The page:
Senate Bill 1 Authorize Keystone Pipeline: Passed 62 to 36 in the Senate on January 29, 2015, and 270 to 152 in the Senate on February 11, 2015. Vetoed by the president on February 24, 2015.

To authorize construction of the Keystone oil pipeline, which will complete a network transporting crude oil from Canadian oilfields to existing U.S. pipelines ultimately connected to refineries in Texas. The bill "deems" that an environmental impact statement done previously by the Department of State (as part of the border crossing permit process) hereby satisfies all federal environmental law requirements, and past permits are still valid. The Senate added provisions amending and in some cases expanding various unrelated federal energy programs, standards and regulations.

House Bill 5525, End government-subsidized mobile phone service: Failed 207 to 143 in the House on June 21, 2016.

To end the program that provides a subsidy to mobile phone companies to give low-income customers a discount on mobile phone service. The measure was defeated, because the vote was on a motion to suspend the rules and pass the bill, which requires a 2/3 super-majority.

Blackburn amendment U.S. House Bill 5538, Cut some agencies’ spending by 1%: Failed 171 to 258 in the House on July 13, 2016.

To cut proposed spending for the Department of Interior, Environmental Protection Agency, and related agencies by 1% across-the-board.

Impeach the IRS Commissioner?

If some congressmen have their way, Internal Revenue Service Commissioner John Koskinen will be leaving office shortly.

There is a move in the House of Representatives to impeach the Commissioner Koskinen. Members of the House could force a vote on this in the near future. Members of the House Freedom Caucus want him disciplined for what they view as a failure to comply with the investigation into Lois Lerner’s activities regarding conservative nonprofits.

National Review sums up the case against Koskinen:

“Koskinen, who became commissioner after Lerner left, failed to disclose the disappearance of e-mails germane to a congressional investigation of IRS misbehavior. Under his leadership, the IRS failed to comply with a preservation order pertaining to an investigation. He did not testify accurately or keep promises made to Congress. Subpoenaed documents, including 422 tapes potentially containing 24,000 Lerner e-mails, were destroyed. He falsely testified that the Government Accountability Office’s report on IRS practices found ‘no examples of anyone who was improperly selected for an audit.’”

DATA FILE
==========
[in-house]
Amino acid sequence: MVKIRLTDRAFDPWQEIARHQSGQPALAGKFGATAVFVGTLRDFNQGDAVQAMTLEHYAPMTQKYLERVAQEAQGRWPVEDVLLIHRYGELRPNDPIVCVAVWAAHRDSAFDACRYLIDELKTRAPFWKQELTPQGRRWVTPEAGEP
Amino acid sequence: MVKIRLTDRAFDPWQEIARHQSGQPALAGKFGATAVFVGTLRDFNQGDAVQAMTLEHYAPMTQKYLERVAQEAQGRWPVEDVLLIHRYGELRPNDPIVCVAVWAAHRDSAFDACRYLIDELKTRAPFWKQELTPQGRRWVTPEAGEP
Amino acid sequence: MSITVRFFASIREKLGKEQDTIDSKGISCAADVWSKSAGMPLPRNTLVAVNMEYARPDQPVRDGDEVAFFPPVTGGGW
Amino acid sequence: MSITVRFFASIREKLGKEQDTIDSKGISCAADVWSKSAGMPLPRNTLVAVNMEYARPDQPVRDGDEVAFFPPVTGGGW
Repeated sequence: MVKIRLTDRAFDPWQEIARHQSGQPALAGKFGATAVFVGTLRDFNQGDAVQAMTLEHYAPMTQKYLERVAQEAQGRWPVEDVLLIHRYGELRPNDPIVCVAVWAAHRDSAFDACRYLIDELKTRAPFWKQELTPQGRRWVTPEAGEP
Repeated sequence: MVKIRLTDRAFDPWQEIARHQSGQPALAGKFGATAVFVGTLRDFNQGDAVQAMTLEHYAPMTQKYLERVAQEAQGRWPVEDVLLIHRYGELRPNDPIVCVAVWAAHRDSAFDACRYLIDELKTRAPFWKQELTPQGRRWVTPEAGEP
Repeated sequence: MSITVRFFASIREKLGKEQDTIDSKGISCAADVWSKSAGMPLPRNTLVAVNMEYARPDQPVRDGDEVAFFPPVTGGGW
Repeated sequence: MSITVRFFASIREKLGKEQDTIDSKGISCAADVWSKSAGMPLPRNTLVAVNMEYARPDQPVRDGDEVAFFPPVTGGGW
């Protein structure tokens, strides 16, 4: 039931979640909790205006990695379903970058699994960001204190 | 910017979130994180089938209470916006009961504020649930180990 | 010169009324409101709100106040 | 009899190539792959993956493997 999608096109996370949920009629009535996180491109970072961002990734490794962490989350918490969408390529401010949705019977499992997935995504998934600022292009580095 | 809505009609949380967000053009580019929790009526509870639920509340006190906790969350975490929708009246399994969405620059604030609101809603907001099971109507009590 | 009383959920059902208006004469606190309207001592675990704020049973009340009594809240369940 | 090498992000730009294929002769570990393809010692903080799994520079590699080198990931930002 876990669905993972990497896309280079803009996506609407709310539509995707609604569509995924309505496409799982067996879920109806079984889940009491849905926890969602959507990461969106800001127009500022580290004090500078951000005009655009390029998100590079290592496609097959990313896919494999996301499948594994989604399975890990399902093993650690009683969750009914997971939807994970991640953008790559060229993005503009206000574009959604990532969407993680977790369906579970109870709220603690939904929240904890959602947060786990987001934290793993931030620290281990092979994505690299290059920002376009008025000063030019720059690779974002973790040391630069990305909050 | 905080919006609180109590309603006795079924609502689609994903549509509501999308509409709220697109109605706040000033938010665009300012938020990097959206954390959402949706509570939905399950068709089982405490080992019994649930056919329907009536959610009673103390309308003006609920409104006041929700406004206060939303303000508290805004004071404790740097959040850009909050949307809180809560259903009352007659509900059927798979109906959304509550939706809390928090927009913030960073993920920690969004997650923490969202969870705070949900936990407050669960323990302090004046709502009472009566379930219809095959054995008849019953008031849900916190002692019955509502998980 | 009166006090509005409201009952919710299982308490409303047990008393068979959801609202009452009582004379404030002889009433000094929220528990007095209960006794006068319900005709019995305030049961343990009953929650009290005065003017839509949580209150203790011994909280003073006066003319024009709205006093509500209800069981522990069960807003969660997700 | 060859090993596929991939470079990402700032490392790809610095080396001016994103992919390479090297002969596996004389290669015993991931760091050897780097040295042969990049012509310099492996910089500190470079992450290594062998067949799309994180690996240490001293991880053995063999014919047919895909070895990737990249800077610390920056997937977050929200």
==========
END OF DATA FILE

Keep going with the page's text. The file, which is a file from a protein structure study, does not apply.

The editors of the Washington Post, on the other hand, say that impeachment would be an abuse of the process:

“The cumbersome and partisan Senate confirmation process has made it hard enough to fully staff the highest realms of government with competent people. Never-ending, partisan impeachment proceedings against executive officers would make it even harder to keep the essential mechanics of government working. The result would be more bureaucratic bungling, not less.”

Generally impeachment motions first go through the House Judiciary Committee. With the Judiciary Committee failing to act, however, some House Republicans want to use a procedural motion to force a vote on the House floor. That idea is meeting resistance from some House Republican leaders.

Impeachment is only the first step in the process of removal for office. If a majority of the House of Representatives votes in favor of impeachment, then it would be up to the Senate to have a trial and vote on whether to remove Koskinen from office. Senate leaders have said they will not conduct a trial if the House votes for impeachment.

Only one cabinet official has ever been impeached -- Secretary of War William Belknap in 1876.

Do you think that the House of Representatives should impeach Commissioner Koskinen? Or do you think that the impeachment proceedings are an abuse of the process?

What’s the Holdup for Zika Funding?

                                                                                                                           

With 42 Floridians catching Zika, there is concern there and in neighboring states that the virus could spread. In Congress, both Democrats and Republicans say they want to provide federal funds to combat the virus. And yet, no funds have been approved.